So it seems the word ‘selfie’ has been named word of the year by the Oxford Dictionary with research suggesting its frequency in the English language had increased by 17,000% in the past year. It states that the term has evolved from a niche social media tag into a general mainstream term for a self-portrait photograph.
To qualify for word of the year, the said word or phrase does not have to be invented in the last year, it simply has to have notably risen to prominence in that time. The word ‘selfie’ will now enter the Oxford Dictionary under the definition “a photograph that one has taken of oneself, typically with a smartphone or webcam and uploaded to a social media website”. Some argue that this is just the Oxford Dictionary attempting to remain relevant by embracing today’s dumbed-down society that we now live in, instead of trying to enlighten and educate people.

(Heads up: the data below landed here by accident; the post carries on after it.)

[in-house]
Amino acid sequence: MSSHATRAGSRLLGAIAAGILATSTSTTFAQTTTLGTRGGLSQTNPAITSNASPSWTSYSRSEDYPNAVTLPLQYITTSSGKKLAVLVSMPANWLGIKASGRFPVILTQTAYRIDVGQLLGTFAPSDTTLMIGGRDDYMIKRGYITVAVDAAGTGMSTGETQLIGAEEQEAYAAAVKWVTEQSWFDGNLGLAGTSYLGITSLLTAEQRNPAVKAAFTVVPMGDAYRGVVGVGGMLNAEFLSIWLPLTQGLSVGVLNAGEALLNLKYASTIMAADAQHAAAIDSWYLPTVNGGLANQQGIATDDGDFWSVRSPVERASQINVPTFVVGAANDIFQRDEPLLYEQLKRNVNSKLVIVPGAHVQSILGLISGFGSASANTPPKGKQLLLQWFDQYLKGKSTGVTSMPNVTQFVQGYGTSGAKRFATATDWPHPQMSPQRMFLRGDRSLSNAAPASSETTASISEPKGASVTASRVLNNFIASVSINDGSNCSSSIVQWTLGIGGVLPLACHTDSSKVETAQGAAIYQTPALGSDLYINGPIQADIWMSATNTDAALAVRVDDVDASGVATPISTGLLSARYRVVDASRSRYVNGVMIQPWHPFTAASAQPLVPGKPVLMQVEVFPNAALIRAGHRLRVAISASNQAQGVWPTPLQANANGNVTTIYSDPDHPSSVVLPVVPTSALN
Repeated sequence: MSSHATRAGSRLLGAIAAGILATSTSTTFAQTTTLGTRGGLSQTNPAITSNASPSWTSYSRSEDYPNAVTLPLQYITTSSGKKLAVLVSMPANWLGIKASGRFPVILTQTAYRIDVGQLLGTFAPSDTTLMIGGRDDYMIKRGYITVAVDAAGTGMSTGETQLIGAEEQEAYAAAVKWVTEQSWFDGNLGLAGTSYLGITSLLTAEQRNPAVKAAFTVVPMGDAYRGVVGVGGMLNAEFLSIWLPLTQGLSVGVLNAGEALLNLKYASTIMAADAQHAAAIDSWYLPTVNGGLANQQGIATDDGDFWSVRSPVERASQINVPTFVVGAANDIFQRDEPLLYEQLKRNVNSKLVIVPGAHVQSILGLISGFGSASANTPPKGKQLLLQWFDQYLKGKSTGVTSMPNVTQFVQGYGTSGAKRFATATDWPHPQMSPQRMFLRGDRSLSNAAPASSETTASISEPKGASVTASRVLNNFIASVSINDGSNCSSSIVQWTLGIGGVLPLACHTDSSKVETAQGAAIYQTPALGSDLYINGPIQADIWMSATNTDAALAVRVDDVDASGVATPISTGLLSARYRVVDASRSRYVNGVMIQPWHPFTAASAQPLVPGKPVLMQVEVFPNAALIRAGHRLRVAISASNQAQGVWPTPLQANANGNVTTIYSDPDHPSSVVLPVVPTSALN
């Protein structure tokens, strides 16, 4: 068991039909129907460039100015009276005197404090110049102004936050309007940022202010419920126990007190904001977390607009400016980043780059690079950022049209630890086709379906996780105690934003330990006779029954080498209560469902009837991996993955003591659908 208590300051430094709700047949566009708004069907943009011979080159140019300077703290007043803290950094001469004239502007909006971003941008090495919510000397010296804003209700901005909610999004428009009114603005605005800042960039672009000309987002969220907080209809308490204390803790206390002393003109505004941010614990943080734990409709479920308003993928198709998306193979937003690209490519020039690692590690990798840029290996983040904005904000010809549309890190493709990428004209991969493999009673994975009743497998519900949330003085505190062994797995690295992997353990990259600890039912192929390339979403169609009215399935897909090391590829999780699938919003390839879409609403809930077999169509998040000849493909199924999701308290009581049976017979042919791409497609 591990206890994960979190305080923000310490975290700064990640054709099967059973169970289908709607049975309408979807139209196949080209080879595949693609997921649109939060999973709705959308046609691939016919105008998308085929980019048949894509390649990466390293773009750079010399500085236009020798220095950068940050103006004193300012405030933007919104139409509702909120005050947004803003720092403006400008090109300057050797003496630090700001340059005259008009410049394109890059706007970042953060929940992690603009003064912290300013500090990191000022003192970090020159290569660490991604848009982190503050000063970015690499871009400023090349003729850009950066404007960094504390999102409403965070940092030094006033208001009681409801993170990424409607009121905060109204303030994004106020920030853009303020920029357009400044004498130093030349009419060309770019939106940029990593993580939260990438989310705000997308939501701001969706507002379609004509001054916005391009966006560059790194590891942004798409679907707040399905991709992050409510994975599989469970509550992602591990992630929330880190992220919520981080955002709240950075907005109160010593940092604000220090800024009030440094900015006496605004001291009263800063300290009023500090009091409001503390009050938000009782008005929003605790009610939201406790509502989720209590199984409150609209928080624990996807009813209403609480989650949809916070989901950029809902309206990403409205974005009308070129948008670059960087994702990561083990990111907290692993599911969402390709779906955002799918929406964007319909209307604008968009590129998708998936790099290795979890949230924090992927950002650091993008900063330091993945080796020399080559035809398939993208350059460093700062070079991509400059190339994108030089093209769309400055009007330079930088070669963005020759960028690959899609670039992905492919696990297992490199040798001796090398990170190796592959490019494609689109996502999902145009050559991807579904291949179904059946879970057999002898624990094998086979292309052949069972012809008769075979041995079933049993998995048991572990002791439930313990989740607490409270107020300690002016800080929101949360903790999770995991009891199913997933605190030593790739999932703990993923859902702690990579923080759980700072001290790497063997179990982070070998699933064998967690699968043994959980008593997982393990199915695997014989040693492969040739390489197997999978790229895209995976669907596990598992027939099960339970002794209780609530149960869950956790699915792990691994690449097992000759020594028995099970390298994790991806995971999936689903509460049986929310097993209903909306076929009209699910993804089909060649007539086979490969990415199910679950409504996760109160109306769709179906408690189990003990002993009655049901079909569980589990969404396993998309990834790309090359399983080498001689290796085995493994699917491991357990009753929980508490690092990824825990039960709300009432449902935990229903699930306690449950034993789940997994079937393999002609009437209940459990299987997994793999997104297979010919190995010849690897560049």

But as the selfie has now become one of the most popular cultural elements of our generation is it time to question the on-the-go medium of self-celebration available to every man and woman or is it just a harmless bit of fun and nothing more?
To be quite frank, and taking the voice of a grumpy middle aged man, it’s vanity of the most superficial kind. For example it’s not just me me me but also about how one looks. You post a picture online and you wait for a judgment based upon appearance alone, increasing your self-worth by a flurry of ‘likes’ or in contrast by a lack of. At least on Twitter, people are judged on their thoughts, rather than new hair colour or ugly chin face. The rise of the selfie has in no doubt been accelerated by the simultaneous rise of temporary photo sharing app ‘SnapChat’.
In closing while the rise of the ‘selfie’ may be a reflection of society’s narcissistic vices I would like to suggest that it is in fact the opposite, the rise of the ‘selfie’ displays a new social media sense of community and an urge to find ‘us’.